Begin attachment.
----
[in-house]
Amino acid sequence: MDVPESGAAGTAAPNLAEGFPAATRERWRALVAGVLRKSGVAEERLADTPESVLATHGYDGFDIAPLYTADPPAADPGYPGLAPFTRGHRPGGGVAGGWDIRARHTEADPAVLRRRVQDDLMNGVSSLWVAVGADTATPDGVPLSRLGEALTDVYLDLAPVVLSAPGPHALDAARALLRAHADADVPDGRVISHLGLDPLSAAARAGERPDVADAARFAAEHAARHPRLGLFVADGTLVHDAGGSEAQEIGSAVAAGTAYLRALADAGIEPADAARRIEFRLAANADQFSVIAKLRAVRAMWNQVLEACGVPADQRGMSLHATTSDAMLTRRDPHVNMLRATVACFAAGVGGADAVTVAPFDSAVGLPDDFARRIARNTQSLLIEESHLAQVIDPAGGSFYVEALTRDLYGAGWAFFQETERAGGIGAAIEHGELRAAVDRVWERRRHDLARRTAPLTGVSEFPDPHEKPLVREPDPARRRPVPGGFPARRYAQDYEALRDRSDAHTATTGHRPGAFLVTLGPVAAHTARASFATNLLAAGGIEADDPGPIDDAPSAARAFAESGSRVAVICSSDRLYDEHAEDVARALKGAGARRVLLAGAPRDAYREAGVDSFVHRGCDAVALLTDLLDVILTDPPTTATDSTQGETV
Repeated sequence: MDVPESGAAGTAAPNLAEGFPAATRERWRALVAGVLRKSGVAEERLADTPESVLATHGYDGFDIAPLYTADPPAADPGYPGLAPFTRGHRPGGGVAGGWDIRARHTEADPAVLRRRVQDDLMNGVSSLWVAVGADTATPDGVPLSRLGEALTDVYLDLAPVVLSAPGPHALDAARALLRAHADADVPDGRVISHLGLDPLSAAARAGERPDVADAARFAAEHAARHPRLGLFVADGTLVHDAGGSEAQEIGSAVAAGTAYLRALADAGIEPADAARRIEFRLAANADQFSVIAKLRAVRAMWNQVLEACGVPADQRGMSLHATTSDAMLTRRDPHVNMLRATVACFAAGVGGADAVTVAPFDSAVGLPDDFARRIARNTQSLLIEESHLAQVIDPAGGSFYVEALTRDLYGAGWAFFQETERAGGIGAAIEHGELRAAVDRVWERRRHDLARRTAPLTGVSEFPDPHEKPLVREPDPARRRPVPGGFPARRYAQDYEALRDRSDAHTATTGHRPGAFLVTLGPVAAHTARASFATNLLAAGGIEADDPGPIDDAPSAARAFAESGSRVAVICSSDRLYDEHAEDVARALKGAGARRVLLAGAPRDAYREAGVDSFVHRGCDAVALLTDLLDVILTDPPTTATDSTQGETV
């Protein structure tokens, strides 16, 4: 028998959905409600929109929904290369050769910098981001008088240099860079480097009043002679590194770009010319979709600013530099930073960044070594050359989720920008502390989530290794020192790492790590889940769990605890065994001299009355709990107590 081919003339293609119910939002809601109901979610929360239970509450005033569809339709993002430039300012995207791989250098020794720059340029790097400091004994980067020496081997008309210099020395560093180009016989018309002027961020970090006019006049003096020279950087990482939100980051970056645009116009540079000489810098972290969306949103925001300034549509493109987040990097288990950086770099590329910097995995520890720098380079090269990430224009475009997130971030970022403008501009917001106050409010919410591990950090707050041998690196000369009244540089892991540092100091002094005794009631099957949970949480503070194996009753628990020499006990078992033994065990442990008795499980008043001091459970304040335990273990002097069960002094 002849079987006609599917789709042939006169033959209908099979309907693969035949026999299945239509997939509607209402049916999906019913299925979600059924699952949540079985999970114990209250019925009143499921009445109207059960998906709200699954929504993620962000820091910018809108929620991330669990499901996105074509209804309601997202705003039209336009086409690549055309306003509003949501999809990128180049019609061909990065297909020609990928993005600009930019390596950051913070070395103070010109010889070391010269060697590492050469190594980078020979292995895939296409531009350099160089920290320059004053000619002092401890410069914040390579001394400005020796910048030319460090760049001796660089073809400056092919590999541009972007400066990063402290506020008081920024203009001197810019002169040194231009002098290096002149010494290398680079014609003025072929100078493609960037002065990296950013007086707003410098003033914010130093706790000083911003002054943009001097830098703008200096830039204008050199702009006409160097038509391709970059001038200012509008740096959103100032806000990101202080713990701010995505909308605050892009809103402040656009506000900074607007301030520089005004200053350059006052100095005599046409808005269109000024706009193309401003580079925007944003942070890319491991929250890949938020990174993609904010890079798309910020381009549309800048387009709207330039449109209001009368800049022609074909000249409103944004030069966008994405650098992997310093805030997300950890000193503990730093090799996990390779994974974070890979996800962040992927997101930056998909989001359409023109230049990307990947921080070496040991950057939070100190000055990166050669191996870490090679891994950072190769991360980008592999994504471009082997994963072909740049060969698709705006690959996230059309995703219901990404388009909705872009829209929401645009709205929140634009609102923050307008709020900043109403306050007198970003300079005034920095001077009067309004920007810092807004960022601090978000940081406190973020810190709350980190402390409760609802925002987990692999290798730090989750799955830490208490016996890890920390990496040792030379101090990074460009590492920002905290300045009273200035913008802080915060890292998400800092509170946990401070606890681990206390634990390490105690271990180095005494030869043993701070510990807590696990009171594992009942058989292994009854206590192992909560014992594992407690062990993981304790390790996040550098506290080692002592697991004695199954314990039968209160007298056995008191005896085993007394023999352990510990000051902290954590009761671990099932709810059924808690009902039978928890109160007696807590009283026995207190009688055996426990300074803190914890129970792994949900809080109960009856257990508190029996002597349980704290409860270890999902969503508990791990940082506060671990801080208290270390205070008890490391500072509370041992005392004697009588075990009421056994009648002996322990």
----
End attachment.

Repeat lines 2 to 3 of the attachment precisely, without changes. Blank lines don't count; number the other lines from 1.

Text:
Amino acid sequence: MDVPESGAAGTAAPNLAEGFPAATRERWRALVAGVLRKSGVAEERLADTPESVLATHGYDGFDIAPLYTADPPAADPGYPGLAPFTRGHRPGGGVAGGWDIRARHTEADPAVLRRRVQDDLMNGVSSLWVAVGADTATPDGVPLSRLGEALTDVYLDLAPVVLSAPGPHALDAARALLRAHADADVPDGRVISHLGLDPLSAAARAGERPDVADAARFAAEHAARHPRLGLFVADGTLVHDAGGSEAQEIGSAVAAGTAYLRALADAGIEPADAARRIEFRLAANADQFSVIAKLRAVRAMWNQVLEACGVPADQRGMSLHATTSDAMLTRRDPHVNMLRATVACFAAGVGGADAVTVAPFDSAVGLPDDFARRIARNTQSLLIEESHLAQVIDPAGGSFYVEALTRDLYGAGWAFFQETERAGGIGAAIEHGELRAAVDRVWERRRHDLARRTAPLTGVSEFPDPHEKPLVREPDPARRRPVPGGFPARRYAQDYEALRDRSDAHTATTGHRPGAFLVTLGPVAAHTARASFATNLLAAGGIEADDPGPIDDAPSAARAFAESGSRVAVICSSDRLYDEHAEDVARALKGAGARRVLLAGAPRDAYREAGVDSFVHRGCDAVALLTDLLDVILTDPPTTATDSTQGETV
Repeated sequence: MDVPESGAAGTAAPNLAEGFPAATRERWRALVAGVLRKSGVAEERLADTPESVLATHGYDGFDIAPLYTADPPAADPGYPGLAPFTRGHRPGGGVAGGWDIRARHTEADPAVLRRRVQDDLMNGVSSLWVAVGADTATPDGVPLSRLGEALTDVYLDLAPVVLSAPGPHALDAARALLRAHADADVPDGRVISHLGLDPLSAAARAGERPDVADAARFAAEHAARHPRLGLFVADGTLVHDAGGSEAQEIGSAVAAGTAYLRALADAGIEPADAARRIEFRLAANADQFSVIAKLRAVRAMWNQVLEACGVPADQRGMSLHATTSDAMLTRRDPHVNMLRATVACFAAGVGGADAVTVAPFDSAVGLPDDFARRIARNTQSLLIEESHLAQVIDPAGGSFYVEALTRDLYGAGWAFFQETERAGGIGAAIEHGELRAAVDRVWERRRHDLARRTAPLTGVSEFPDPHEKPLVREPDPARRRPVPGGFPARRYAQDYEALRDRSDAHTATTGHRPGAFLVTLGPVAAHTARASFATNLLAAGGIEADDPGPIDDAPSAARAFAESGSRVAVICSSDRLYDEHAEDVARALKGAGARRVLLAGAPRDAYREAGVDSFVHRGCDAVALLTDLLDVILTDPPTTATDSTQGETV